Article

Urethral caruncle

Urethral caruncles are the most common urethral lesion in postmenopausal women. Epidemiology The lesion accounts for >90% of urethral masses in postmenopausal women 2. Clinical presentation Most women are asymptomatic, but caruncles can cause pain or bleeding. On physical examination, there ...
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Urethral clamps

Various radiological and surgical instruments, including urethral clamps, have been developed to try to improve retrograde/ascending urethrogram (RUG/ASU) and voiding cystourethrogram (VCUG) technique in males. These are very rarely (if ever) used anymore. Brodny clamp This device has a metall...
Article

Urethral diverticulum

Urethral diverticula, or urethroceles, are focal outpouchings of the urethra. They should not be confused with a ureterocele of the distal ureter. Epidemiology Urethral diverticula occur far more frequently in women than in men and are estimated to occur in 1-6% of women, especially those with...
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Urethral diverticulum adenocarcinoma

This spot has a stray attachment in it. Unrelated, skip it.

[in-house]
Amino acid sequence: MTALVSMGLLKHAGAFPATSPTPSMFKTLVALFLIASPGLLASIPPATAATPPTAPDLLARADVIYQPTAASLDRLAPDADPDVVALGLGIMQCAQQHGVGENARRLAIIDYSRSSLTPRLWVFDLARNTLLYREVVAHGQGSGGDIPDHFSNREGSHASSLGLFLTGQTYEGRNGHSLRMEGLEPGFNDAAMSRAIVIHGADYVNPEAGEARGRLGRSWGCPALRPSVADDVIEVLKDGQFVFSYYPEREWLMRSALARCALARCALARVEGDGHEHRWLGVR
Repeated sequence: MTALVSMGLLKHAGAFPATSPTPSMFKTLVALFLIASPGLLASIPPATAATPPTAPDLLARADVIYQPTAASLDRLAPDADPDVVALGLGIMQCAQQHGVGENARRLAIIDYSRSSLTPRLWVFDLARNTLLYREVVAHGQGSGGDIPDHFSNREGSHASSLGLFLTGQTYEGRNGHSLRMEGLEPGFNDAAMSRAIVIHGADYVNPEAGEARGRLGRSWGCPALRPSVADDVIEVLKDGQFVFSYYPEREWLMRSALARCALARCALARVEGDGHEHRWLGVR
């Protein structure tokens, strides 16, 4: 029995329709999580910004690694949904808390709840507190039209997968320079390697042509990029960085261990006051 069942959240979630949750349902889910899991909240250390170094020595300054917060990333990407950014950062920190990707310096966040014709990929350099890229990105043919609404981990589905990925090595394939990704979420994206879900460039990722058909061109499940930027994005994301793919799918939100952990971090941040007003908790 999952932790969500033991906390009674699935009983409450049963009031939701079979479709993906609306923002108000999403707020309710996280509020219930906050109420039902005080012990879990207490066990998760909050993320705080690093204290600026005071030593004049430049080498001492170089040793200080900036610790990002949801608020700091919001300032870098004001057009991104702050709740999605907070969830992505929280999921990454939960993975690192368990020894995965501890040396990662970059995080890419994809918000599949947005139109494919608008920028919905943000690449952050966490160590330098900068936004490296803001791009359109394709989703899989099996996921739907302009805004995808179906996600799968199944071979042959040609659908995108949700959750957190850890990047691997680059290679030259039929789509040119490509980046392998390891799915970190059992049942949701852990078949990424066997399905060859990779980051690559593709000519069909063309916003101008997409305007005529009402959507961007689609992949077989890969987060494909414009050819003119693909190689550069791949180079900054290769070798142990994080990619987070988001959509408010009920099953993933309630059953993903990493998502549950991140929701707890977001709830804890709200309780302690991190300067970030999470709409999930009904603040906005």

Urethral diverticulum adenocarcinoma is a rare occurrence in a urethral diverticulum. Epidemiology Urethral diverticulum seen in ~0.6-6% of women. In small series, only 3-6% of resected urethral diverticula show adenocarcinoma 3-4. Clinical features Urinary frequency, urgency, burning mictur...
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Urethral duplication

Urethral duplication is a rare condition in which either a part or the entire urethra is duplicated. It usually occurs in the sagittal plane and the more dorsal copy is usually the duplication. Pathology A urethral duplication may occur due to a variety of developmental miscues. In a woman, it...
Article

Urethral injury

Urethral injuries can result in long-term morbidity and most commonly result from trauma. The male urethra is much more commonly injured than the female urethra and is the focus of this article. Clinical presentation In the setting of trauma, the classic triad of blood of the external urethral...
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Urethral stricture

Urethral strictures are relatively common and typically occur either in the setting of trauma or infection. Epidemiology The demographics of the affected population is dictated by the etiology, but in general, it is safe to say that adult males make up the vast majority of cases. Clinical pre...
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Urethrography

Urethrography refers to the radiographic study of the urethra using iodinated contrast media and is generally carried out in males. Terminology When the urethra is studied with instillation of contrast into the distal/anterior urethra it has been referred to as: retrograde urethrography (RUG)...